Buzz about the recent Supreme Court's health reform decision has hovered mostly over the individual mandate---the requirement that everyone carry health insurance---and over push back on Medicaid expansion.' States (especially those with high-profile GOP governors) are indicating that they might not expand their Medicaid programs to catch more people in the safety net.' But what about the 160 million Americans who have coverage from their employers?' Remember those were the ones the president said could keep the coverage they had.
Many of those Americans will likely experience profound changes in their health insurance arrangements over the next few years---changes that have yet to make it into public conversation.' Some will lose their employer-provided insurance.' A Gallup poll released last week found that fewer people were getting health coverage from their employers, continuing a trend that has been going on for a decade.' This year 55.9 percent of adults aged 26 to 64 got such coverage compared to 61.6 percent in 2008.' More employers are simply finding the cost of medical care too burdensome.
Other employers are quietly considering an ominous shift to 'defined contribution' plans that put more responsibility in the hands of workers to buy their own insurance and to pay more out-of-pocket if they want better coverage.
To review: With most current employer-based health plans, employers choose the coverage options they will offer and determine the portion of the total premium their workers will pay.' The technical term for that is' 'defined benefit plan.'' The employer defines the coverage.' With a defined contribution arrangement, the employer decides on the amount the company will contribute toward each worker's health insurance, say $5000, $8000, or $10,000.' In effect, employees define the coverage they want.' If the amount an employer contributes is insufficient for what employees want to buy, they'll have to come up with additional money for the premium.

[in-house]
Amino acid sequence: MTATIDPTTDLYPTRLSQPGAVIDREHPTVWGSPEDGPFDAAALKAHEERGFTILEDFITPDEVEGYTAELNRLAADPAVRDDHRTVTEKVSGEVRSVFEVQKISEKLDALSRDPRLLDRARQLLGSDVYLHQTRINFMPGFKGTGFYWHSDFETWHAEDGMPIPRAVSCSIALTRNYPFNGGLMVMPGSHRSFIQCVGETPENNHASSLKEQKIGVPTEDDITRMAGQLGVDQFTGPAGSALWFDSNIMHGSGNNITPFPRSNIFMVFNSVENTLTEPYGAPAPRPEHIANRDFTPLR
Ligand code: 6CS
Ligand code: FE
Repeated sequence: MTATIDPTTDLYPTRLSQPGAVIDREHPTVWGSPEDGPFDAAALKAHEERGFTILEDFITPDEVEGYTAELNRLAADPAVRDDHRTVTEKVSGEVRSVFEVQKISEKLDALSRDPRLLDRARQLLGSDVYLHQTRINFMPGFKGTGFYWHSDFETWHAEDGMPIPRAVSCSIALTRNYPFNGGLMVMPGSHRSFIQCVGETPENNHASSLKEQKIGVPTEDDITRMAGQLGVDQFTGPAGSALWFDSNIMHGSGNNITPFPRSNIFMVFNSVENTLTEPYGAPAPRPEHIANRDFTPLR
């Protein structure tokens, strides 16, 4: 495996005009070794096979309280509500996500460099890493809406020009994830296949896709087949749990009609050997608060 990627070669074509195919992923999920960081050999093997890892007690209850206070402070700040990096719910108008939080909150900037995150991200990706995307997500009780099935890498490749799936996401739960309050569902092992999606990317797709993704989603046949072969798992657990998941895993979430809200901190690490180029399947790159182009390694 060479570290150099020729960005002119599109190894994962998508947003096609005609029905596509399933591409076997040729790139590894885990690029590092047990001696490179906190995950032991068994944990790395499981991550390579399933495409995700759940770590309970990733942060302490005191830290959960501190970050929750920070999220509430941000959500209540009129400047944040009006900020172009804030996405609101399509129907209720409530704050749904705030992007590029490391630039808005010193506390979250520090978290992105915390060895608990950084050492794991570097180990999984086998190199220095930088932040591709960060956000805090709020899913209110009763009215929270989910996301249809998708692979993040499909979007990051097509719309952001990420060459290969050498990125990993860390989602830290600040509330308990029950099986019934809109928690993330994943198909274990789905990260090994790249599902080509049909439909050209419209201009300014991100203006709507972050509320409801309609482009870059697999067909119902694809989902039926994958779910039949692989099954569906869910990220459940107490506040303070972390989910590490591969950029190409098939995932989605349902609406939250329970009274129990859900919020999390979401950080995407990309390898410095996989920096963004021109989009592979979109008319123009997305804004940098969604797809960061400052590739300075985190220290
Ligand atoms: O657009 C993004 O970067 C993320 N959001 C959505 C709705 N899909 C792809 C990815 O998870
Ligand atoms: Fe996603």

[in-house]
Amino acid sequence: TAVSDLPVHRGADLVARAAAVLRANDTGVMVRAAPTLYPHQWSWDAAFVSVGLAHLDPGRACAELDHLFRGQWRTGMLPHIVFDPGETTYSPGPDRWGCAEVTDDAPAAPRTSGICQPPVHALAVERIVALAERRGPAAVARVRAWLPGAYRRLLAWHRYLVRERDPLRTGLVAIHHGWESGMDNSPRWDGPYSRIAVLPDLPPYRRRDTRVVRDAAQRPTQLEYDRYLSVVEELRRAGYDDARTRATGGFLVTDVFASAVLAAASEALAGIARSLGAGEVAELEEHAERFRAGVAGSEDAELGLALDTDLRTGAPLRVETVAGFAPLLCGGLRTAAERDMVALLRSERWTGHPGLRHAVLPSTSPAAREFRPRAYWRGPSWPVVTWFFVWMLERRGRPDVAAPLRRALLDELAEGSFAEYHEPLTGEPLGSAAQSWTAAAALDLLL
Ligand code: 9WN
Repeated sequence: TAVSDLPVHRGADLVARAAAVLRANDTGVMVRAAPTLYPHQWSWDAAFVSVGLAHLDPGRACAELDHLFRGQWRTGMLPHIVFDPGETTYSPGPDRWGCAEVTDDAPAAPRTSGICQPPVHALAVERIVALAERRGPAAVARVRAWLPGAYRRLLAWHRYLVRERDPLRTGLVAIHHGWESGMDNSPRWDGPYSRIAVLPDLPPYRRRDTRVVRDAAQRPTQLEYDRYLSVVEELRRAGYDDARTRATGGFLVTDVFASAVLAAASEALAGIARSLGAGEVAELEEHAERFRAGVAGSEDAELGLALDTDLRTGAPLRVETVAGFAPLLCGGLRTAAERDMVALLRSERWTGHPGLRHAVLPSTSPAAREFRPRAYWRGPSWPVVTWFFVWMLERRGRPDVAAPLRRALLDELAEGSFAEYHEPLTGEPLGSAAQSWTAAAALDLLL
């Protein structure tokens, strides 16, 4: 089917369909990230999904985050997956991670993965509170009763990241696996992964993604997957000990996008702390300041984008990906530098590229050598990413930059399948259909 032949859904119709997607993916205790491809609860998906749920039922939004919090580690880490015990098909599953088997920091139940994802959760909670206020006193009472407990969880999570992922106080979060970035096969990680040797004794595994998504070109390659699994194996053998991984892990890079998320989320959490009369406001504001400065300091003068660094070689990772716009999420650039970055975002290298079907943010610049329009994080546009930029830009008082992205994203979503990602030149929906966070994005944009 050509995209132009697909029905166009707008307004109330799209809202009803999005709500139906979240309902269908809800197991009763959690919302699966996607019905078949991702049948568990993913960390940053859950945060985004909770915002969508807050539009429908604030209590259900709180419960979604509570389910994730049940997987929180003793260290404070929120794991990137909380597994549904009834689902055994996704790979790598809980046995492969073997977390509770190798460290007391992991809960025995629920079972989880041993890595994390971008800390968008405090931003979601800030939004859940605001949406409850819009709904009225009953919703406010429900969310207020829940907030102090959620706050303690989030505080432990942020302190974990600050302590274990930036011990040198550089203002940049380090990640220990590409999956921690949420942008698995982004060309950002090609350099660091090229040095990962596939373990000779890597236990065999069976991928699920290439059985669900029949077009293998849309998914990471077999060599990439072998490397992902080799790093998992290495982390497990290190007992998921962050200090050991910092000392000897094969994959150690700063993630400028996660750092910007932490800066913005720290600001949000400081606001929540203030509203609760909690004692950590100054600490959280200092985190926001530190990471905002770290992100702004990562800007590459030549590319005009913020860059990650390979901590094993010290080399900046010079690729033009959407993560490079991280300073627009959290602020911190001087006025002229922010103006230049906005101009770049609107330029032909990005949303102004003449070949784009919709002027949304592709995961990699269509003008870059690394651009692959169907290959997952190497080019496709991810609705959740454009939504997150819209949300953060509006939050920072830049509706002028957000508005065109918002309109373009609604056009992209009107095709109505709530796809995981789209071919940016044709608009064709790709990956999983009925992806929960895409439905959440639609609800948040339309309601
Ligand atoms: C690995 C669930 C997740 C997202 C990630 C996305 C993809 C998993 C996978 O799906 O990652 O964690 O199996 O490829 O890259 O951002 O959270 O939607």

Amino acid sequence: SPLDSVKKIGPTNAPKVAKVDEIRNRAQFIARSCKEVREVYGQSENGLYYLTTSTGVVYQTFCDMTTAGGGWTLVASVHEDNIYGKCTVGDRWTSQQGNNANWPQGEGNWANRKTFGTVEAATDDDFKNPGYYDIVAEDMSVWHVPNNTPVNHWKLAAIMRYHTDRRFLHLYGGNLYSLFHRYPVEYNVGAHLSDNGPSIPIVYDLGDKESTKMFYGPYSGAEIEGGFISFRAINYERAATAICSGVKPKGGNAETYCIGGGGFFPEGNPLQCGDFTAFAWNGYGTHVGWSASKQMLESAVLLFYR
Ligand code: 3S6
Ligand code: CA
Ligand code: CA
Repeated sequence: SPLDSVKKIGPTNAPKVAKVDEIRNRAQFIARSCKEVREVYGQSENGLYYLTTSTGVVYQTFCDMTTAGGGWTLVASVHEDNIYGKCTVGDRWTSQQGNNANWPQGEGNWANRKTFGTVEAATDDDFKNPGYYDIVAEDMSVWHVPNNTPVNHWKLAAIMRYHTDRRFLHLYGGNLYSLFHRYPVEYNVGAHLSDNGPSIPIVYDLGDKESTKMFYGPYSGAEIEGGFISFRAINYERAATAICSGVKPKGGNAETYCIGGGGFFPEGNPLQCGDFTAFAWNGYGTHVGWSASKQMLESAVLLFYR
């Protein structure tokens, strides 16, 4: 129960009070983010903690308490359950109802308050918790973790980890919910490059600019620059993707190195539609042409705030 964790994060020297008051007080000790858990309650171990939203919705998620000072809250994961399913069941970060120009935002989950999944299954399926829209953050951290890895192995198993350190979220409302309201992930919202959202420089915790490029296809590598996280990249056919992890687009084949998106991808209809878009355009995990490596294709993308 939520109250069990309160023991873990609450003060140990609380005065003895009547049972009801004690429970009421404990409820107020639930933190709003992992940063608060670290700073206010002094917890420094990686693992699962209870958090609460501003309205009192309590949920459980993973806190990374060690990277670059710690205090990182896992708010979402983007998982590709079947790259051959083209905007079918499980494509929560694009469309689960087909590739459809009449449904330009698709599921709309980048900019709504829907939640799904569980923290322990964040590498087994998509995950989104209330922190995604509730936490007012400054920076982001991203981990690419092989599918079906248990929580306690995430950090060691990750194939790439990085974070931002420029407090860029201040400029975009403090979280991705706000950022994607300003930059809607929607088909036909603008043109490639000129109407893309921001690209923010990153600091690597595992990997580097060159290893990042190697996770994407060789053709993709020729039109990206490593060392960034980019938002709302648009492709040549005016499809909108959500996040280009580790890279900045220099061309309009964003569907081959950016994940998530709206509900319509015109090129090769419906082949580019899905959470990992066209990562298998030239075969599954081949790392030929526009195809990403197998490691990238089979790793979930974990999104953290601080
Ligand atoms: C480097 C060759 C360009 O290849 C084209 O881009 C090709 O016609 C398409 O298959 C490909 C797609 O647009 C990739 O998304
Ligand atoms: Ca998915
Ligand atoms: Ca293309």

Last year family premiums for employer-sponsored coverage averaged $15,073 with employers paying $10,944 on average and workers paying $4,129.' The total premium for family coverage has risen 160 percent since 1999.' 'The only thing that's certain right now is (companies are) doing everything that's legal to shift cost to their employees,' Paul Keckley, executive director of the Deloitte Center for Health Solutions told the Chicago Tribune.
Are 'defined contribution' health insurance plans a good thing?' Some experts think not and liken them to what happened with employer-provided pension plans thirty years ago, which has resulted in far less retirement income security for today's retirees. In the 1980s, employers began to drop their defined benefit pension plans---the Cadillac of pension arrangements that provided long-time employees a set retirement income, usually based on years of service and final average salary.' ' These became too expensive, and when the government allowed 401(k) arrangements, a type of defined contribution plan, employers dropped their good pension plans and substituted 401(k)s instead.
For most people, 401(k)s provide far less income than the old-fashioned pension plans did.' With a 401(k) arrangement, the employer usually provides a contribution, employees add their own money and often manage their plan investments.' The average amount in a 401(k) plan is about $75,000.' When you convert that to an annuity or a monthly income stream of a few hundred dollars compared to a defined benefit plan that pays a couple thousand dollars, you see how those plans come up short.
Many experts fear that as state health insurance exchanges gear up in 2014, they will provide a compelling incentive for employers to shift to defined contribution health insurance and let their workers buy what they can. Bruce Vladeck, the former head of Medicare, once said the great pension shift, which resulted in a huge change in social policy, took place without a peep from the public.' Will that happen with health insurance, too?